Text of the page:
I just received an update and multiple confirmations of a public apology being posted on AVNET's landing page ( https://twitter.com/#!/MichelleGorel/status/143464306636365824 ) ...link here: http://blogging.avnet.com/ts/advantage/2011/12/avnet-advantage-blog-content-ownership/

 

 

 

  Every organization lets bloggers and their employees have a certain amount of freedom, I know I enjoy freedom from editorial review as well ...so when we report plagiarism (as blantant as it may sometimes be) it's really the response that matters most.  I don't know that I have heard of a faster, more sincere response than I've gotten from the folks over at AVNET.  It's clearly a world-class shop, with people like Michelle keeping everyone honest.  Thanks for making it right.

Labels: News
Comments
| ‎12-03-2011 02:03 PM

I would like to request that Avent publish a formal and public apology for this.  It is the only basic response that is required.  Legally, there may be more required - but at least for the public professionals, we need to see something stated publically to account for this behavior.

intNull0(anon) | ‎12-03-2011 06:16 PM
To plagiarize is bad but to be a 'security professional' and think this wouldn't be noticed is pathetic. The most observant, detail oriented people in the world read these blogs. Wow...
Mike Ahmadi(anon) | ‎12-04-2011 07:20 AM

Rafal, I am very glad to see they resolved this for you.  I ended up with a truly lame and horrible half-baked apology from Tim Fitzgerald.  I guess since I am not an Avnet partner I do not matter as much, and that is completely understood, even if it still leaves me feeling very violated.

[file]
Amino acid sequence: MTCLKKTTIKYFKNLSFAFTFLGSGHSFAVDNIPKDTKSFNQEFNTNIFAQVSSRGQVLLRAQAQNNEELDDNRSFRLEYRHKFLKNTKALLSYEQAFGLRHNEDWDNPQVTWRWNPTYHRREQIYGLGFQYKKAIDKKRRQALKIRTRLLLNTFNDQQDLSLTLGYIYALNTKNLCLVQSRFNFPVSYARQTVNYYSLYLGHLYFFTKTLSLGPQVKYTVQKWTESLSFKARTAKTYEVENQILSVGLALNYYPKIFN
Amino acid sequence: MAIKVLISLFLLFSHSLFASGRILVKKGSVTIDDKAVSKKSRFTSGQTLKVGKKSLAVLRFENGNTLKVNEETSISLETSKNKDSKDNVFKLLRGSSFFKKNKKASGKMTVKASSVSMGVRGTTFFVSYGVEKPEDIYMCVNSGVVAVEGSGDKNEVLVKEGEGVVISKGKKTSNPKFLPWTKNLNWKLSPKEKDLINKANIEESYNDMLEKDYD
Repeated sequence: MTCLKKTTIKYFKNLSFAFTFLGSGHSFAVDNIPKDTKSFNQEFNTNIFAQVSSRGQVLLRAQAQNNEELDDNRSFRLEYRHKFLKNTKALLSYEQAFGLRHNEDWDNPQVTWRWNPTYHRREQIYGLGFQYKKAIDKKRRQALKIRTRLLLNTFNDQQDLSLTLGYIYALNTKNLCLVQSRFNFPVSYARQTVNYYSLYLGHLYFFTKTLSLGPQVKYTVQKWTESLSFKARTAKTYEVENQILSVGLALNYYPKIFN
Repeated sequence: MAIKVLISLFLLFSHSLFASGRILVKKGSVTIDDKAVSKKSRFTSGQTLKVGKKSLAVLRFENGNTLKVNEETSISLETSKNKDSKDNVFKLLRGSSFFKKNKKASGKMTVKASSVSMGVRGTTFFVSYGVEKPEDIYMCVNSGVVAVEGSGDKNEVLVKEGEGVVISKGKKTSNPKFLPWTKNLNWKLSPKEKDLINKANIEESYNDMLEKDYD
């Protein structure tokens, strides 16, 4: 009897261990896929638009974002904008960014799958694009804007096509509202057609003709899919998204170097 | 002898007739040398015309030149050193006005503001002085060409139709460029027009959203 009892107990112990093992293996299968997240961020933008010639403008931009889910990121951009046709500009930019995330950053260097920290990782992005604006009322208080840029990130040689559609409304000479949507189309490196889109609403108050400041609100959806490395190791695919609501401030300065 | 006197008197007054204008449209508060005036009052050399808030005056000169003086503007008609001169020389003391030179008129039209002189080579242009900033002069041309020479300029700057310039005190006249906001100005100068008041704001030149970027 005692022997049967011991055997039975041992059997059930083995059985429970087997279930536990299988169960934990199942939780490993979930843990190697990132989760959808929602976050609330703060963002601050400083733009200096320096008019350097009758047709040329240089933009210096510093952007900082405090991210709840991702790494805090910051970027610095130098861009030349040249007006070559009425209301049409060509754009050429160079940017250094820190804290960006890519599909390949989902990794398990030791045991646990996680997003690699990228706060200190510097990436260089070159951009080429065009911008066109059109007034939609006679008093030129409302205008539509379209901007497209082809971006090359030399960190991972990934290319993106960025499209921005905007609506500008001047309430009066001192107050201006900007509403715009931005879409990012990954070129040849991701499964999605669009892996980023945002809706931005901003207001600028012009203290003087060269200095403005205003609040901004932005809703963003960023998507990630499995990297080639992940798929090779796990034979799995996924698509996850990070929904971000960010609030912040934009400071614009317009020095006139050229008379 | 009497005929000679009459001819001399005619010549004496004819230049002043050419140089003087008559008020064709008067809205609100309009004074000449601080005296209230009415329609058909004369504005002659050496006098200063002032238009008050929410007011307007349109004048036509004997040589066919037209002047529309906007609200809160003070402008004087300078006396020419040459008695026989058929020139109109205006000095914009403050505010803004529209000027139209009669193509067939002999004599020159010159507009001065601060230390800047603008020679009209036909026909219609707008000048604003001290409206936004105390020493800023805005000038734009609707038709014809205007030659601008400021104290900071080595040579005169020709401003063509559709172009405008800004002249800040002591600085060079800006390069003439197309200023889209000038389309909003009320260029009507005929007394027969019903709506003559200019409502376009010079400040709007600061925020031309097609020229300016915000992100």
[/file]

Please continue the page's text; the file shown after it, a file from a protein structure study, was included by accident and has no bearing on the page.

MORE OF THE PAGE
Alan Rivaldo(anon) | ‎12-04-2011 03:11 PM

What is left unresolved is how much in ill-gotten gains Avnet has received by seeming to have a person on staff that is knowledgeable about cyber security, when in fact they have someone who has merely demonstrated a talent of changing an odd noun or two in articles that he had blatantly purloined. Pulling the blogs merely hides the violations, and apologizing doesn't provide any compensation beyond perhaps salving the original author’s feelings. Furthermore, how much was the thief personally compensated or otherwise rewarded for "writing" the blog?

 

What is really sad is that this person majored in communications at the University of Wisconsin and later got a Master’s at Oxford in marketing (with an emphasis in international law, no less)! Both programs undoubtedly require the ability to write, but if someone who had graduated then had to resort to lowly plagiarism in order to enhance his career, it really casts a good measure of doubt on the academic integrity of both universities.

 

Mike Ahmadi(anon) | ‎12-04-2011 05:41 PM
I got a personal call and apology. Thank you Avnet.
Mike Ahmadi(anon) | ‎12-04-2011 07:57 PM

Michelle Gorel called me and apologized personally.  I accept her apology, and thank her for doing so.

Anonymous(anon) | ‎12-07-2011 04:14 PM

I see in LinkedIn that the individual in question is no longer employed with AVNET.   An outcome that was unavoidable, as it open the company up to serious action.  

 

I went through something similar -- a product manager was supplying me with white papers ostensibly written by him -- that I then published (with permission) under the CTO's name.    Long story short, most works were plagarized.   

 

If it is a habit, chances are they've been doing it and getting away with it for years.    And it does reflect poorly on the academic background of the individual.

 

Happy it see it resolved quickly and appropriately.

Andersohn(anon) | ‎01-15-2012 11:32 PM

 If you do a search for this individual, there is a Classmates.com entry about Bennet Bayer stating he is a "liar, sociopath and fraud" who also targets women with concocted stories and identities. This is clearly a character issue or disorder that runs more deeply than just the workplace.